Arson attack on Japanese animation studio kills 33
July 19 2019 12:36 AM
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Kyoto Animation.
This aerial view shows the scene after the fire at Kyoto Animation.

Reuters/AFP Tokyo

A man shouted “die” as he doused an animation studio with fuel and set it ablaze yesterday, Japanese public broadcaster NHK said, killing at least 33 people in the nation’s worst mass murder in nearly two decades.
Prime Minister Shinzo Abe called the attack in the city of Kyoto – the latest grisly killing in a nation widely known for its low crime rates – “too appalling for words” and offered condolences.
Police detained a 41-year-old man who shouted “die” as he poured what appeared to be petrol around the three-storey Kyoto Animation building shortly after 10am (0100 GMT), public broadcaster NHK reported.
Thirty-three people were confirmed dead, an official for the Kyoto City Fire Department said.
Fire engulfed the building and white and black smoke billowed from its charred windows.
It was Japan’s worst mass killing since a suspected arson attack in Tokyo in 2001.
Shiro Misaki, a 47-year-old owner of a neighbourhood bar five minutes from studio, said he was driving nearby when he saw the thick smoke.
“Policemen were stopping traffic and it was really hazy with smoke,” he said. “Even after I got back to my restaurant I could smell the smoke.”
The blaze left people with serious wounds, eyewitnesses said.
“I saw people who were totally black or covered in blood, or who had suffered burns all over their body,” a 53-year-old woman told the Kyodo news agency.
The prime minister said the cause was arson.
“Today, many people were killed and wounded in an arson murder case in Kyoto,” Abe said in a post on Twitter. “It is too appalling for words.”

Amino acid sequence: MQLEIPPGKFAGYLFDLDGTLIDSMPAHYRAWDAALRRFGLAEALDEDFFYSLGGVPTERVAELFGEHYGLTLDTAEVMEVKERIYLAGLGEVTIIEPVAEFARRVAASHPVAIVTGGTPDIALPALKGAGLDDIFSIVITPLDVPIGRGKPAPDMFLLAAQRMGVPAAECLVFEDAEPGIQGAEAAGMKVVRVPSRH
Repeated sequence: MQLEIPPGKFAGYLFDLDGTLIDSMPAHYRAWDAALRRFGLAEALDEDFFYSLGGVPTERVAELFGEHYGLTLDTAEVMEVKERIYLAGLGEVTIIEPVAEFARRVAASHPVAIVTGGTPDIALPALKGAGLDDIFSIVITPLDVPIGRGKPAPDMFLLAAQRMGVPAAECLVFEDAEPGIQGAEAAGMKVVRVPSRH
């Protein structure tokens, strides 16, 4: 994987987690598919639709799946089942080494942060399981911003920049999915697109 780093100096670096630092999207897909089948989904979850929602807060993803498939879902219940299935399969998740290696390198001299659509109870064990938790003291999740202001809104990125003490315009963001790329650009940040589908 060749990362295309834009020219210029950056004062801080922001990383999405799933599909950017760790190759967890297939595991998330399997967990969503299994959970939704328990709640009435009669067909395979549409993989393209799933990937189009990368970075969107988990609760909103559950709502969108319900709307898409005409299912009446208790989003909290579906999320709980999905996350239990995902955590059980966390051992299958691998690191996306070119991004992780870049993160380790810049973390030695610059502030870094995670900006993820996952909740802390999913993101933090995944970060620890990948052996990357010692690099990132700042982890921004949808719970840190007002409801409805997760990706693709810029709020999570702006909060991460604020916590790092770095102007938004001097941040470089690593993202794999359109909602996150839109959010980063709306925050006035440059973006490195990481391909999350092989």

The motive was not yet known.
The suspected arsonist was injured and was being treated in hospital, so police could not question him, NHK said.
Kyoto police declined to comment.
Kyoto, some 450km (280 miles) west of Tokyo, is the ancient capital of Japan and major tourist draw for its ancient temples and cultural sites.
The dead were found on all three floors of the building, including in the studio, and on a staircase leading up to the roof, the fire department said.
It was not clear if the roughly 10 people found on the staircase had been trying to escape.
Thirty-six people had been taken to hospital by midday, the fire department said earlier, with 10 of them seriously injured.
By evening the fire department said it had completed its search of the building.
Japanese animation, known as “anime”, includes television series and movies.
A pillar of Japanese popular culture, it has become a major cultural export, winning fans around the world.
Kyoto Animation produces popular series such as the Sound! Euphonium. 
Its Free! Road to the World – The Dream movie is due for release this month.
“I am heartbroken,” Hideaki Hatta, the studio’s chief executive told reporters. “It is unbearable that the people who helped carry Japan’s animation industry were hurt and lost their lives in this way.”
He told reporters that “there have been e-mails with death threats”, without giving details.
Hatta said the building gutted by the blaze was “the core of the company”, which has produced several well-known television anime series, including The Melancholy of Haruhi Suzumiya and K-ON!
There was an outpouring of support for the studio on Japanese-language social media, with some users posting pictures of animation.
Many posted with the hashtag “#PrayForKyoani” – using an abbreviation for Kyoto Animation.
“No, I don’t know what I should be thinking now,” tweeted Yutaka Yamamoto, an animation director who once worked at Kyoto Animation. “Why, why, why?”
An online fundraiser organised by an American anime licensing firm had raised more than $420,000 by late in the evening.
The studio has an outsized role in Japan’s animation industry that outstrips the list of works it has produced, said Tokyo-based film commentator Yuichi Maeda.
“It has a huge presence in animation here. To have this many people die at once will be a huge blow to the Japanese animation industry,” he said.
Violent crime is relatively rare in Japan but occasional high-profile incidents have shocked the country.
Less than two months ago, a knife-wielding man slashed at a group of schoolgirls at a bus stop in Kawasaki, just south of Tokyo, killing one girl and the father of another, while injuring more than a dozen children.
In 2016, a man armed with a knife broke into a facility for the disabled in a small town near Tokyo and killed 19 patients.



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